Something Wicked This Way Comes : Let's Kill It

First Mission, Part 2: A Murder of Goblins

I Left My Heart in Alma, CO

Eliza heard through her online missing-persons collective that there was a mysterious cluster of child disappearances in a small Colorado town. She contacted her cousin Raina and soon all 5 of us were landing in Denver.

Raina rented a black Hummer and we drove to beautiful downtown Alma, CO, population 237. Upon parking near the ancient-looking hotel we disembarked and were promptly greeted by a smiling, cherubic child. Since that child was not missing, we backed away from it slowly until it ran away. Later, it would occur to us that we should have spoken to that child, but such is the wisdom of hindsight.

We did speak to a healthy woman that it turned out owned the Cloud Nine Diner across the street. Eliza started things off a little rocky with an ill-timed comment about the woman’s Halloween-themed outfit, but quickly made up for it by pretending to like food and promising we would stop by soon.

We headed inside to get our rooms squared away. Luke lingered outside smoking a cigarette, much to the obvious irritation of the mothers in the town square with their children. Had they known he was French Canadian, their irritation probably would have boiled over into loudly muttered passive aggression.

Our attempt to check in was temporarily blocked by Pete the night manager, who suddenly insisted they had no rooms available despite our reservation—upon seeing Naga. I placed a hand on his shoulder to give him a bone-crushing squeeze of reassurance, and soon we had three rooms available to us. It is always best if I have my own room; I do not sleep, I do not dream, but I do have memories and I like to drink. Sometimes that can result in extra room charges.

The hotel was very old and the rooms were decorated in what we agreed was a disturbing manner. Thinking that perhaps we’d arrived in or near the nexus of evil that was kidnapping the children of Alma, I investigated and indeed—there were cold spots and areas of shadow where none should exist. Before long we’d discovered a mysterious staircase up leading to a door marked “Employees Only.” I would have to check it out soon.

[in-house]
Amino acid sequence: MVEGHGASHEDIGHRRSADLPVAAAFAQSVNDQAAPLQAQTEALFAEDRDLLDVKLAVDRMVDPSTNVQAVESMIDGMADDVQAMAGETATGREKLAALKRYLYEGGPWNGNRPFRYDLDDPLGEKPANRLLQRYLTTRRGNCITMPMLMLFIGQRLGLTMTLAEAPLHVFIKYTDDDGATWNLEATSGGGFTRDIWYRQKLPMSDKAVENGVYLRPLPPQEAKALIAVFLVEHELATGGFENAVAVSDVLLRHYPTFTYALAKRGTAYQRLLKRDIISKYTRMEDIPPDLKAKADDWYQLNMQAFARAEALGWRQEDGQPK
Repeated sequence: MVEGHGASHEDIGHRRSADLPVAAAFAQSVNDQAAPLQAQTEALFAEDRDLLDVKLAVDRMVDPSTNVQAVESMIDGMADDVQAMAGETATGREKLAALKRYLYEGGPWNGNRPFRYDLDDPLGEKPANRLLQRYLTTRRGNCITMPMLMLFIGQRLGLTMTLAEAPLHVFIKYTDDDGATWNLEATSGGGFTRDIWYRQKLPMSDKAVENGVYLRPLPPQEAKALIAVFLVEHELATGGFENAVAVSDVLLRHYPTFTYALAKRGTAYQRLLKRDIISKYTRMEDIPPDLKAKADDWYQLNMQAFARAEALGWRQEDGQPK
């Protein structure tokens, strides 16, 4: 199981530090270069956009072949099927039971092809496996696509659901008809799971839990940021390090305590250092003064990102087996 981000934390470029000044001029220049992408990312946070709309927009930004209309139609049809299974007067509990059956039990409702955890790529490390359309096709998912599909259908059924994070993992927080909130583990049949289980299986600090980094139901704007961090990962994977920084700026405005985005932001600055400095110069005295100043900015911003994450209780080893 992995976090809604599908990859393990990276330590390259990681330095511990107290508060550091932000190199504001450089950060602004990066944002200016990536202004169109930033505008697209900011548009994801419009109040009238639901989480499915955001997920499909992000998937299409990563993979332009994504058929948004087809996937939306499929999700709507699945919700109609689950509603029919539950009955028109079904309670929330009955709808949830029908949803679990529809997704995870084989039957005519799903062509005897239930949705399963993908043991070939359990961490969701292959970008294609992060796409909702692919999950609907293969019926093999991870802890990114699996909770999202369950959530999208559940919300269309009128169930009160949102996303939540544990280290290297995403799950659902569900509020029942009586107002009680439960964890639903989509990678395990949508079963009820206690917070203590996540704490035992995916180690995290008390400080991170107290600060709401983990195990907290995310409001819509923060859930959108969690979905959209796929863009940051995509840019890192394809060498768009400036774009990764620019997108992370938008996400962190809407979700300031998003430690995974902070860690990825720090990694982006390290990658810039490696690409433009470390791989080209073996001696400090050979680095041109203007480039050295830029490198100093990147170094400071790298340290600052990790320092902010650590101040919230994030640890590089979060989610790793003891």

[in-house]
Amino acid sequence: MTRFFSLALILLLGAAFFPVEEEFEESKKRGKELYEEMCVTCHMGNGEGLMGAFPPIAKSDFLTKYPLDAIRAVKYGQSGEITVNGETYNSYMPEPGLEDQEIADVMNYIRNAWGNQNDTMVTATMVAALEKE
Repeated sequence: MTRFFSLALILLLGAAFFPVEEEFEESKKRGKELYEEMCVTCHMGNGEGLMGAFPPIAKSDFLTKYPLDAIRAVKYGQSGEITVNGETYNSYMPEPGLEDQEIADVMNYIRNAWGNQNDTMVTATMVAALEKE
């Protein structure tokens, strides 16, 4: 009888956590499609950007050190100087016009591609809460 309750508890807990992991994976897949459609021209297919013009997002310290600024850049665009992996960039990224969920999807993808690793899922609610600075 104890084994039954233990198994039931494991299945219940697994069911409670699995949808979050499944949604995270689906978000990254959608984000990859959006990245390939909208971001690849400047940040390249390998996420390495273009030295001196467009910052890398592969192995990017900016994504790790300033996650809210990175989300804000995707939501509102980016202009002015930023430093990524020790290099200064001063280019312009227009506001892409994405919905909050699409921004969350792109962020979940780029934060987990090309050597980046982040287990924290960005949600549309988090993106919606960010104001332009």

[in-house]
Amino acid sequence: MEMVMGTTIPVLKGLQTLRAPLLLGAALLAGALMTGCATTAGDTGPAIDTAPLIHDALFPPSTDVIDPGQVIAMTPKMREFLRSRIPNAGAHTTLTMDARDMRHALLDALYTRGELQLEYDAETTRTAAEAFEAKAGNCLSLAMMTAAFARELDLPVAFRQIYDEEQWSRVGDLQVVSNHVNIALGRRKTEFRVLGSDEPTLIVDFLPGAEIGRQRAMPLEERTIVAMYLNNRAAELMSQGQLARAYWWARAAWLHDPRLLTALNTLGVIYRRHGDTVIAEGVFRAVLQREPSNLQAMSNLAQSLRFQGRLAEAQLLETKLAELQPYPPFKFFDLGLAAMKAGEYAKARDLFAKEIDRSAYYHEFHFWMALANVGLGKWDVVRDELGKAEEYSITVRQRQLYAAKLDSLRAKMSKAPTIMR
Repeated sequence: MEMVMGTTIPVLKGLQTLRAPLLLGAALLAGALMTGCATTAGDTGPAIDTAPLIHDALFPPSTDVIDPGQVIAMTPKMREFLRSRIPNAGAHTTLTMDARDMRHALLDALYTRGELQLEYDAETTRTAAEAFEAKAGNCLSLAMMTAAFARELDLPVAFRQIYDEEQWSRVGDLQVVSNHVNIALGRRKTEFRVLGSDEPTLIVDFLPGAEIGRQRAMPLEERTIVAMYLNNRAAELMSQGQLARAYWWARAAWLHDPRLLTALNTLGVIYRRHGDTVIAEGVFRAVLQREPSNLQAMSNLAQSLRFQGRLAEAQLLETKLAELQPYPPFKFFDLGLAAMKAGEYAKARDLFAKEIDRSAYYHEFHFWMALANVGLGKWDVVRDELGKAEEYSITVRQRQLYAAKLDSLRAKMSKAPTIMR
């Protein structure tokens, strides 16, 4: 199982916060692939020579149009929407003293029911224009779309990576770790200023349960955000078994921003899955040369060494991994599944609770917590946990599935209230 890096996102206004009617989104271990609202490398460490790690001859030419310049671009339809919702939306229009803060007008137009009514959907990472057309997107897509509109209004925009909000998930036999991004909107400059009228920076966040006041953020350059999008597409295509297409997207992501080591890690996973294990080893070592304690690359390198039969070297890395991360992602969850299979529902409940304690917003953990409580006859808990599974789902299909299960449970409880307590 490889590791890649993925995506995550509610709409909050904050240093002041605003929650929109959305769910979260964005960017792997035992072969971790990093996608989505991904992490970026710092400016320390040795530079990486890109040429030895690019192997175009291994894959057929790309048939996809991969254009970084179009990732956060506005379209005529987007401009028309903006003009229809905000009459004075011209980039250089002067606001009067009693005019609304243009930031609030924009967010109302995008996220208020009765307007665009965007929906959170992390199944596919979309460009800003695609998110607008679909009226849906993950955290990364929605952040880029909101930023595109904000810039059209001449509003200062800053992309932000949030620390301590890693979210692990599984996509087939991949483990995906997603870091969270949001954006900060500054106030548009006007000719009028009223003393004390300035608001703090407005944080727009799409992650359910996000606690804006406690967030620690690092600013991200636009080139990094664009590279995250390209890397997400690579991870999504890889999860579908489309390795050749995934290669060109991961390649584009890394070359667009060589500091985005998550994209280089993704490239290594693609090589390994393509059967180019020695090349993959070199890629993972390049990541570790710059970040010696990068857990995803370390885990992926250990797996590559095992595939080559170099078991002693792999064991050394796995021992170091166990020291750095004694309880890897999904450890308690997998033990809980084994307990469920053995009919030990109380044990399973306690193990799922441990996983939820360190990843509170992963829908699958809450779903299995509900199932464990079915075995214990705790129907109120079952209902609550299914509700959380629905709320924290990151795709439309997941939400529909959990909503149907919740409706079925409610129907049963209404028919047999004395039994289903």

We all joined Luke downstairs and walked over to the Cloud Nine Diner. The owner, Anne, was initially happy that we’d come over as promised but looked confused and panicked when she saw Naga. It is very pleasant to have Naga around, as it really pulls a lot of attention away from my appearance. After assurances that he was not under any bizarre dietary restrictions, Anne went in back and started yelling orders out in Spanish to the cooks.

Raina spotted a local sitting at the counter, the man we’d seen cleaning up the town square once the children left. She walked up and engaged him in conversation, generating some information about the town, but also giving him the impression that she was a big-city slut come to have some small-town fun. She even agreed to meet him at some dance the town was having the next day. We extricated her before the man’s rising blood pressure could give him a stroke.

Anne returned with our food, which indeed reminded me of the solid peasant fare that I so enjoyed shortly after my awakening. Eliza engaged her in conversation and found out that the Sheriff was heading out early in the morning to look for Amy Green, the child who had most recently disappeared. Eliza told her we’d like to help, and Anne said she’d let the sheriff know.
We left the diner and Eliza and Raina retreated to their room while Luke, Naga and myself decided to see what was beyond that door. Our hope, I will admit, was that the three children were locked up in there, Flowers of the Attic style, and we could free them and go back to civilization promptly.

Luke stayed at the foot of the stairs to keep an eye out and run interference if necessary while Naga and I tried to pick the lock. I could not, and became frustrated, and quickly very angry. So I broke the lock and we went in. A storage room greeted us…and another mystery door. I was so sure the children were behind it that I barely tried to pick the lock before breaking it and pushing in.

An overwhelming smell enveloped us, causing us to lose all hope of finding the children. For we had stumbled upon the grow room of the proprietors. Rows of carefully tended, bushy and budding female marijuana plants grew healthily under lights. We’d made a big mistake.

At that point we heard Luke’s raised voice, and heavy footfalls on the stairs. Naga and I ran into the storage room; I was prepared to take the fall but Naga has many tricks, and he pulled a neat one out of his turban in the form of a spell that cloaked us with invisibility. It was a close thing, but Pete did not see us. Once he went into the grow room to count every crystal and bud we escaped down the stairs.



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